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**1 - 3**of**3**### Time Cut-off and the Halting Problem

, 2010

"... Abstract. This is the second installment to the project initiated in [Ma3]. In the first Part, I argued that both philosophy and technique of the perturbative renormalization in quantum field theory could be meaningfully transplanted to the theory of computation, and sketched several contexts suppor ..."

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Abstract. This is the second installment to the project initiated in [Ma3]. In the first Part, I argued that both philosophy and technique of the perturbative renormalization in quantum field theory could be meaningfully transplanted to the theory of computation, and sketched several contexts supporting this view. In this second part, I address some of the issues raised in [Ma3] and provide their development in three contexts: a categorification of the algorithmic computations; time cut–off and Anytime Algorithms; and finally, a Hopf algebra renormalization of the Halting Problem.

### DYSON–SCHWINGER EQUATIONS IN THE THEORY OF COMPUTATION

"... Abstract. Following Manin’s approach to renormalization in the theory of computation, we investigate Dyson–Schwinger equations on Hopf algebras, operads and properads of flow charts, as a way of encoding self-similarity structures in the theory of algorithms computing primitive and partial recursive ..."

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Abstract. Following Manin’s approach to renormalization in the theory of computation, we investigate Dyson–Schwinger equations on Hopf algebras, operads and properads of flow charts, as a way of encoding self-similarity structures in the theory of algorithms computing primitive and partial recursive functions and in the halting problem. 1.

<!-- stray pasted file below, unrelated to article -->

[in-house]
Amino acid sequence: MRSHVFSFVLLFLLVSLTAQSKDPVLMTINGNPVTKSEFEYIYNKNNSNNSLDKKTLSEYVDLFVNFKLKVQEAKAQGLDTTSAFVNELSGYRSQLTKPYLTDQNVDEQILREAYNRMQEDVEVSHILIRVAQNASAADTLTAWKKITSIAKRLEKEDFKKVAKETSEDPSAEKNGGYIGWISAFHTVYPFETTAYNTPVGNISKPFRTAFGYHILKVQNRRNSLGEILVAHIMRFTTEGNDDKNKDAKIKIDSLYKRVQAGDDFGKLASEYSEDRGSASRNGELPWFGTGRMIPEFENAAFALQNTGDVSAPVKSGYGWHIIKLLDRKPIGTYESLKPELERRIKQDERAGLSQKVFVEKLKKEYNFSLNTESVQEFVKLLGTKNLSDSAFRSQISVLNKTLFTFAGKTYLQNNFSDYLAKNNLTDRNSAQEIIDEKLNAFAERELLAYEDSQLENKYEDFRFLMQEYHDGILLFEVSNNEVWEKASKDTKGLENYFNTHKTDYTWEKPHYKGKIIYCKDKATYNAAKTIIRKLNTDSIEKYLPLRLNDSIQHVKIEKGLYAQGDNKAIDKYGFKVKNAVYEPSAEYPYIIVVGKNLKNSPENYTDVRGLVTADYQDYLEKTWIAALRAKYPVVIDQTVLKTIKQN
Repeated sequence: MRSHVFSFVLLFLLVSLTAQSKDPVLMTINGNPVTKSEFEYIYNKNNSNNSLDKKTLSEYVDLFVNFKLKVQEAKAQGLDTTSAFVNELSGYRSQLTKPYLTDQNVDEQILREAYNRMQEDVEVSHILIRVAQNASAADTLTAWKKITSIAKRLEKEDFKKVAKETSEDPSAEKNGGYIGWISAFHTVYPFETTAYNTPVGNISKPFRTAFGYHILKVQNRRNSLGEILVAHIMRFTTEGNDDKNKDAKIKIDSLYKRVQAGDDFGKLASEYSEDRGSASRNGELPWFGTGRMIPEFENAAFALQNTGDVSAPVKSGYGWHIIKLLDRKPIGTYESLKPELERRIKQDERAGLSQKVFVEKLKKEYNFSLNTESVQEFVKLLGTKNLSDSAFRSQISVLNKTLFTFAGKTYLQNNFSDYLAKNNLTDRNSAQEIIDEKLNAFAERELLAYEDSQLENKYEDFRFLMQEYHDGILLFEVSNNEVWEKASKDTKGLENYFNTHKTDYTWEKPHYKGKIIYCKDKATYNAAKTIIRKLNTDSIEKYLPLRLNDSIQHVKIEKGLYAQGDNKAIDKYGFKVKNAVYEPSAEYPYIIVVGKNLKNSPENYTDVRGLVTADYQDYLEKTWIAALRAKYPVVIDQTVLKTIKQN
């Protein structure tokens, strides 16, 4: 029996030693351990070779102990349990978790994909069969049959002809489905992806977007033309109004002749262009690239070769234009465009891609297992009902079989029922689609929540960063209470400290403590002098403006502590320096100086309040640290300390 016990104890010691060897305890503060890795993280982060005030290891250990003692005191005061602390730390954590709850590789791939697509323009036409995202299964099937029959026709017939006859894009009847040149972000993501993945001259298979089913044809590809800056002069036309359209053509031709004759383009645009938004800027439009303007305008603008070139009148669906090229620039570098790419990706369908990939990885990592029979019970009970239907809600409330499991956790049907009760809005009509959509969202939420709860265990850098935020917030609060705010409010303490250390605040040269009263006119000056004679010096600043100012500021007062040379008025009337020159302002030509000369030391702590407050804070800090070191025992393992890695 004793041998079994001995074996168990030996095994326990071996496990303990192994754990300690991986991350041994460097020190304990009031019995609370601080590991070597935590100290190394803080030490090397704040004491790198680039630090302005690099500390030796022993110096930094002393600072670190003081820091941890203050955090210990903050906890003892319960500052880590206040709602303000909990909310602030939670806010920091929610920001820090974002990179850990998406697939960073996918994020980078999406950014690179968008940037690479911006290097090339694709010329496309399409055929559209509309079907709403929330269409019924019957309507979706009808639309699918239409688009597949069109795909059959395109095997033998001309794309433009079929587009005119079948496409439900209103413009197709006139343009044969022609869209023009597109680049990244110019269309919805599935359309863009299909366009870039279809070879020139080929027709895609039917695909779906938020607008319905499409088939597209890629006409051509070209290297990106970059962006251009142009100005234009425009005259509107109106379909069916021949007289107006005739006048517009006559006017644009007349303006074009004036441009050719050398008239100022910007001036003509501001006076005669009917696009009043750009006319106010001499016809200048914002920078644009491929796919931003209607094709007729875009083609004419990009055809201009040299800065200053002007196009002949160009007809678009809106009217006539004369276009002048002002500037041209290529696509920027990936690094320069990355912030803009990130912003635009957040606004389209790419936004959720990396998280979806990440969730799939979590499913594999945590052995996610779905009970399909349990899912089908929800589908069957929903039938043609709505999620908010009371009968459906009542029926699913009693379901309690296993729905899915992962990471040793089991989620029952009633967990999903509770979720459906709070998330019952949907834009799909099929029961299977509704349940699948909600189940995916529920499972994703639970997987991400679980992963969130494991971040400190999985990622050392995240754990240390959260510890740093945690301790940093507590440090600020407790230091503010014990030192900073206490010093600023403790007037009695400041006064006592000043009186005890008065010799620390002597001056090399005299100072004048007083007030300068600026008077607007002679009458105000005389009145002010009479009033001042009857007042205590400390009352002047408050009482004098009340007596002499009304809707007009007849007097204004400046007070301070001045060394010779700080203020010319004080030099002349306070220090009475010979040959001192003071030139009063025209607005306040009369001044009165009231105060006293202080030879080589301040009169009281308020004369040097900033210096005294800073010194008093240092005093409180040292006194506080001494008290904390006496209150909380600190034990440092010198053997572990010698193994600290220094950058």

### MOTIVATION AND BACKGROUND

, 904

"... Abstract. The main observable quantities in Quantum Field Theory, correlation functions, are expressed by the celebrated Feynman path integrals which are not well defined mathematical objects. Perturbation formalism interprets such an integral as a formal series of finite– dimensional but divergent ..."

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Abstract. The main observable quantities in Quantum Field Theory, correlation functions, are expressed by the celebrated Feynman path integrals which are not well defined mathematical objects. Perturbation formalism interprets such an integral as a formal series of finite– dimensional but divergent integrals, indexed by Feynman graphs, the list of which is determined by the Lagrangian of the theory. Renormalization is a prescription that allows one to systematically “subtract infinities ” from these divergent terms producing an asymptotic series for quantum correlation functions. On the other hand, graphs treated as “flowcharts”, also form a combinatorial skeleton of the abstract computation theory and various operadic formalisms in abstract algebra. In this role of descriptions of various (classes of) computable functions, such as recursive functions, functions computable by a Turing machine with oracles etc., graphs can be used to replace standard formalisms having linguistic flavor, such as Church’s λ–calculus and various programming languages. The functions in question are generally not everywhere defined due to potentially infinite loops and/or necessity to search in an infinite haystack for a needle which is not there. In this paper I argue that such infinities in classical computation theory can be addressed in the same way as Feynman divergences, and that meaningful versions of renormalization in this context can be devised. Connections with quantum computation are also touched upon.